You won’t need new tools to solve problems; the ones you know already work: I participated in the Fortune CEO Initiative, and I got to see well-known CEOs form working groups and create action plans. They thought about solving problems in the same way I did in my very first assignment to a programming team at IBM.

Positive thoughts really are powerful: I found a coach a couple years ago who encouraged me to learn about the law of attraction. The idea is to focus on the positive things that you want to happen. Any time you start worrying that something won’t happen, get that thought out of your head. Focus intensely on the outcomes that you do want and things will fall into place.

Don’t fret: To anyone trying to climb the ladder, my one core piece of advice is: don’t fret. It’s amazing how much opportunity there is out there. Don’t worry about if you’re taking the right steps. Don’t worry about if you’re working with the right people. All of that isn’t worth the time and energy. Focus on doing great work.

You are a person of great influence. If you could inspire a movement that would bring the most amount of good to the most amount of people, what would that be? You never know what your idea can trigger. 🙂

a. I would inspire the movement I’m a part of right now. Coming back to megatrends, Siemens provides such a powerful platform to positively impact people and the world. We know the energy landscape is changing dramatically. We know that the Internet of Things presents enormous opportunities for every sector of our economy. We know that healthcare needs are morphing and changing. And at Siemens, what we’re also learning is that digital technologies provide us with the tools to both address these megatrends and tackle challenges that have long been out of our reach. That’s a movement I want to be a part of.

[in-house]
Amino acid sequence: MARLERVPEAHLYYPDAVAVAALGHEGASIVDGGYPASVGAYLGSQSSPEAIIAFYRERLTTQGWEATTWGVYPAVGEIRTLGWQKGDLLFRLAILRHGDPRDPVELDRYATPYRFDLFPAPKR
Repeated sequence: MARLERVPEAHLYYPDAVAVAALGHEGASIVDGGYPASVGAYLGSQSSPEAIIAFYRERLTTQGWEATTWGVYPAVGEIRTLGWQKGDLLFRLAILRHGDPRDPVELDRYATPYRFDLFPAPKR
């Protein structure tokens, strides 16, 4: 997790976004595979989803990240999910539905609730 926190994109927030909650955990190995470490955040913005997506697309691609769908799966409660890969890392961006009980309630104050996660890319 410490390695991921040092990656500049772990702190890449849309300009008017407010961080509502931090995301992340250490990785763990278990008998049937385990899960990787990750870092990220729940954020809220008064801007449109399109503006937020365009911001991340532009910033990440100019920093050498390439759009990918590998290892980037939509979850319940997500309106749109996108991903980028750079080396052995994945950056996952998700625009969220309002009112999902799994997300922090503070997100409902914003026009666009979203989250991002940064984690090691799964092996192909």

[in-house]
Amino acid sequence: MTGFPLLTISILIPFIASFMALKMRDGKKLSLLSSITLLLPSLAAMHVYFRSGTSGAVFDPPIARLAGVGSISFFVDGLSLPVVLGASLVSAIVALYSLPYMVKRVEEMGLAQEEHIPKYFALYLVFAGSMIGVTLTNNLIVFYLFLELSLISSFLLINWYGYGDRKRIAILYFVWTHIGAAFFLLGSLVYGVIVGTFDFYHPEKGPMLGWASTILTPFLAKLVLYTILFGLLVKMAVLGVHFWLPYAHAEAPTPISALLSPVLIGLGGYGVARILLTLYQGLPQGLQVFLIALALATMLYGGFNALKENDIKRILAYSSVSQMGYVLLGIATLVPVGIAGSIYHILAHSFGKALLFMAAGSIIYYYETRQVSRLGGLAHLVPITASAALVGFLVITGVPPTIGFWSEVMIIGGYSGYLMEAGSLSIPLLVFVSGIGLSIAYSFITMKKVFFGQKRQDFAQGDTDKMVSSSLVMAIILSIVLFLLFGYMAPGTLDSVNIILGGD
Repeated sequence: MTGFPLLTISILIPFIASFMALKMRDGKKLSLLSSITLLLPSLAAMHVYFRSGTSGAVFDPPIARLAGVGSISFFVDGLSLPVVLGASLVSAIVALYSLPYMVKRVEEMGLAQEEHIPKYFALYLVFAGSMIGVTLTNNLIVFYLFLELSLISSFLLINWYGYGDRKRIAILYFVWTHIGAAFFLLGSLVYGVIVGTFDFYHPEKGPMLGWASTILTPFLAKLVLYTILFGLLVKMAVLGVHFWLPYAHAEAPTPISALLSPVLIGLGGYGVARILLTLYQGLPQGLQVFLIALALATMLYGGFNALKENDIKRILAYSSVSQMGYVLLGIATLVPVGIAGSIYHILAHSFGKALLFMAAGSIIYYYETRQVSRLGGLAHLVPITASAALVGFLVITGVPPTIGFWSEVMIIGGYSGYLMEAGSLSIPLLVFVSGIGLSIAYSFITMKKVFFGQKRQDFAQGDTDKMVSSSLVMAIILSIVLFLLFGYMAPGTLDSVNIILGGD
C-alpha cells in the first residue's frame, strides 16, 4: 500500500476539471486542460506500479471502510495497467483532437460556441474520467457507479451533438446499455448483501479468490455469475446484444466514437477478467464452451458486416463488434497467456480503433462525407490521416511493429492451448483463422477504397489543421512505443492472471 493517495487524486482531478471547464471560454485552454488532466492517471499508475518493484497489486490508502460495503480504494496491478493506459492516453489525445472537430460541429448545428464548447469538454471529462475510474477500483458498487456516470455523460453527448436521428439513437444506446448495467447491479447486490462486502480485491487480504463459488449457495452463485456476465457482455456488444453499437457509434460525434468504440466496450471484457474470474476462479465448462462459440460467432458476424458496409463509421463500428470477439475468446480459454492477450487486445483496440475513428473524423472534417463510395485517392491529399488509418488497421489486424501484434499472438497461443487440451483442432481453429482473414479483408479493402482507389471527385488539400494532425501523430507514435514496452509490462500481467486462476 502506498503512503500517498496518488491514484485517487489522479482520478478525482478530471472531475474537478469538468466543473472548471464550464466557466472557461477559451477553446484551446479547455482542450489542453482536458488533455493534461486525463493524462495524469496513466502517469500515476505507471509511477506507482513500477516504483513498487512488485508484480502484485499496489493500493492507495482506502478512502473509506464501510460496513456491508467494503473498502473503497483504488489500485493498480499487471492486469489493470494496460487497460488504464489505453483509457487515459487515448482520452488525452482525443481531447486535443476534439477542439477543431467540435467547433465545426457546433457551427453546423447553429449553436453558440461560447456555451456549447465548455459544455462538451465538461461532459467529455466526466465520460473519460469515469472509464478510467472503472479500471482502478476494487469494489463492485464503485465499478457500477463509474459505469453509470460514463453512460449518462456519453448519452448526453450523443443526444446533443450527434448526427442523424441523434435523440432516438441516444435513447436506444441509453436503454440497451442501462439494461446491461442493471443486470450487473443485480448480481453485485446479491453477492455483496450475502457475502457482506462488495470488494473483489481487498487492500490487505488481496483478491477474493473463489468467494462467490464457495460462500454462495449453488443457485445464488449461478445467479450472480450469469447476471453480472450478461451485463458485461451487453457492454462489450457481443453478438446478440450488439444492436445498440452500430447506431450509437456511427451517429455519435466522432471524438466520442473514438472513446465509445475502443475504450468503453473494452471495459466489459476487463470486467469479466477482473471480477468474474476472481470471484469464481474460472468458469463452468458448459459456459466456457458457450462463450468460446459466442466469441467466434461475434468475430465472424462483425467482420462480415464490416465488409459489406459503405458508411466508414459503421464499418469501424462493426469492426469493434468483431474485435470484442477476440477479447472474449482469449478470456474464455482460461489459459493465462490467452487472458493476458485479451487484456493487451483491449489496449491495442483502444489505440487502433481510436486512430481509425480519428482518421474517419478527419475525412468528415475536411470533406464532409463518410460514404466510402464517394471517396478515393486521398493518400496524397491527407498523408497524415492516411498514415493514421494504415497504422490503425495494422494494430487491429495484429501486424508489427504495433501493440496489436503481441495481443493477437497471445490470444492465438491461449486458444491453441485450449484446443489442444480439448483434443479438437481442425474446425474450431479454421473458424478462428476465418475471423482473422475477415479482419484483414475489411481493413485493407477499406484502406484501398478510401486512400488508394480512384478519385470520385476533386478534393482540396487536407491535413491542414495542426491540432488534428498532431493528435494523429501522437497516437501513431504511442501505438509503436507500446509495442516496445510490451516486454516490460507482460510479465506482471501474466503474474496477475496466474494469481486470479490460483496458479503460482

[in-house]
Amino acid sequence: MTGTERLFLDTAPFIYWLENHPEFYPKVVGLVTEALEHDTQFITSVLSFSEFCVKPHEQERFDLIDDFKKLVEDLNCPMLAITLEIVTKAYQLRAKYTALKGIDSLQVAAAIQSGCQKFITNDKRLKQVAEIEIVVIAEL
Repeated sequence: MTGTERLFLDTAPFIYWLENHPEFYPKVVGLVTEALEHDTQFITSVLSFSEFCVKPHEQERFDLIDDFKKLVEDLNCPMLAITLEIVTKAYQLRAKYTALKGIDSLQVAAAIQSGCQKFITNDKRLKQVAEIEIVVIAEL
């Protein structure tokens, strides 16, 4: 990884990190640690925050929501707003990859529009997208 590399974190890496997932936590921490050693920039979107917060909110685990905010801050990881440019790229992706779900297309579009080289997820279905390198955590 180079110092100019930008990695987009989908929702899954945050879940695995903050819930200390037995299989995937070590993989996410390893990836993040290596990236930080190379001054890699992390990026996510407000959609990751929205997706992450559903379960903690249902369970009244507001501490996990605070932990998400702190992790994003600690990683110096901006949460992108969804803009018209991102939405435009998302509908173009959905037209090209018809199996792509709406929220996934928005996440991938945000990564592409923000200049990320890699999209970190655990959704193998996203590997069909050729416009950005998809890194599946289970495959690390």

Can you please give us your favorite “Life Lesson Quote”? Can you share how that was relevant to you in your life?

a. “Speak up and be brave” are words I live by. At meetings I used to hesitate and hold back ideas. I wouldn’t say what I was thinking. I wouldn’t ask my questions. Now I no longer hesitate. I’ve gained the confidence to believe that what I have to say has value and that it will make a difference. Now my favorite thing to hear, at this stage in my life and career, is that my words have inspired someone else.

Some of the biggest names in Business, VC funding, Sports, and Entertainment read this column. Is there a person in the world, or in the US with whom you would love to have a private breakfast or lunch with, and why? He or she might just see this.

a. A colleague and I went to see “RBG” [the movie about U.S. Supreme Court Justice Ruth Bader Ginsburg] the other night. And I actually thought while watching the movie how much I would love to sit down with her. The way she drove change was so remarkably strategic. She was able to see the full landscape and all the fronts she had to win. She was part of movements in the 1960s and 1970s that shaped my thinking as a young woman: it made me believe that I could go as far as I wanted — and was willing — to go. She also used her gifts as a lawyer to make sure the law would support that level of ambition as well.

So I’d love to hear her thoughts on strategic thinking. And by the way, our offices are just a short walk apart. Whenever she has an open lunch recess, all I need is 10 minutes notice.